The final leg of Spoke One has us crossing the Interstate over a pedestrian bridge, skirting a public park with athletic fields and lower-income garden apartments. This fourth neighborhood has quite a different ambience from the previous three. Way less white. Arlington’s trail system allows multiple exit points, but we generally prefer to stay on the streets – maximizing those steps! If we resist all temptations to cut it short, we return home with 8500 steps.
Spoke Two (the second longest): This route includes a long uphill grade through the same Dominion Hills neighborhood encountered in Spoke One. Before turning left on the major through street, Wilson Boulevard, we pass a historic estate, with deteriorating Victorian great house, all likely to disappear soon for parcel development – indeed, the tree clearing has already begun. Yard signs in the vicinity urge us to save the historic house, but I fear it is too late. The spoke then continues east along Wilson Boulevard following Spoke One’s route.
Spoke Three (in reverse): Running in the opposite direction as Spokes One and Two, approached either via street or trail, it returns home in reverse. If on the street, the same four neighborhoods are touched as in Spoke One. If the W&OD Trail is utilized, it becomes very level, but has more bike traffic to negotiate.
Spoke Four (yet more Arlington neighborhoods): Retraces Spoke Three but turns left instead of right up the hill, this spoke leads through another Arlington neighborhood to a different through street, Washington Boulevard. This neighborhood is older than the neighborhoods encountered in Spokes One through Three, old enough to include a few Tudor-style houses (from 1930s?). Turning left on Washington Boulevard takes us to a commercial strip, the shops and restaurants of Westover Village, with old-fashioned small town business district charm of angled parking on one side of the street. Again, we may choose to return either via trail along the creek, or streets.
Spoke Five (“John Marshall”): This spoke may be walked in two directions, backwards or forwards, but either way, it starts from our house north to Washington Boulevard, then a decision point: either cross the Boulevard and continue onto the semi-closed residential street John Marshall Drive (dead ends, little traffic), or turn left, crossing further west. Either leads to another major through street, Lee Highway. Lee Highway then returns home via John Marshall or some parallel street. Either forwards or backwards, John Marshall Drive and its parallel siblings are relaxingly flat.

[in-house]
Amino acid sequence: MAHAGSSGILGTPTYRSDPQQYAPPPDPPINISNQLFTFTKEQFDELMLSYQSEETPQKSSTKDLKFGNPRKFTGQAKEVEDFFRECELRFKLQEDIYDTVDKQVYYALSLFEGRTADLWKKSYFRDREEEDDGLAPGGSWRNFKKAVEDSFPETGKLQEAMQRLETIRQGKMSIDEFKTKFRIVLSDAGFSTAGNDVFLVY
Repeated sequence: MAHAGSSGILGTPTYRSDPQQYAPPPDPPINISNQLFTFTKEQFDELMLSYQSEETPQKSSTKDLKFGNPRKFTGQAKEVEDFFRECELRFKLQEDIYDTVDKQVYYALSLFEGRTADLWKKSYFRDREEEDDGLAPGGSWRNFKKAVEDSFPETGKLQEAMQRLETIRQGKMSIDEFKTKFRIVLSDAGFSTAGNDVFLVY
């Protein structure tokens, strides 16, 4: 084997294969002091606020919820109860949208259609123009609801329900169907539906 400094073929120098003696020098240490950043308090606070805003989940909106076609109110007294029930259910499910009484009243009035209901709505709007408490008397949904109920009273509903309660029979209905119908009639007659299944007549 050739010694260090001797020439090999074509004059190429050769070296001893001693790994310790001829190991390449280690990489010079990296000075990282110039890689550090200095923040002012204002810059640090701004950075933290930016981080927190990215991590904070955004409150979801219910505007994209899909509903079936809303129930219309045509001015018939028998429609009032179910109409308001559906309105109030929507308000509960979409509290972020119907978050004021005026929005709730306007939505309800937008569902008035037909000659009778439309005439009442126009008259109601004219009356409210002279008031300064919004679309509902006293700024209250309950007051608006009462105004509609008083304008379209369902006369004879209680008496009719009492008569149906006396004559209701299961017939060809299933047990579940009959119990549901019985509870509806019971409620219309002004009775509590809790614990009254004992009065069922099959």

Spoke Six (the shortest one): Generally yielding less than 6000 steps, this one starts the same as Spoke Five, or (even shorter) crosses the Interstate at a nearby pedestrian bridge. The neighborhood on the opposite side of I-66 is more modest than ours, with some notable exceptions. Its quiet streets, terminating at the Interstate, have outlets onto Washington Boulevard. And the topography is not too challenging. My younger son once rented a bungalow here with a fellow Arlington Public Schools teacher. (He has since bought a one-bedroom condo in another part of Arlington). Of course, as with all desirable neighborhoods in Arlington, this modest one seems to be giving way to development – infilling with McMansions. Spoke Six returns home via the same back entrance to our neighborhood encountered from the opposite direction in Spoke One.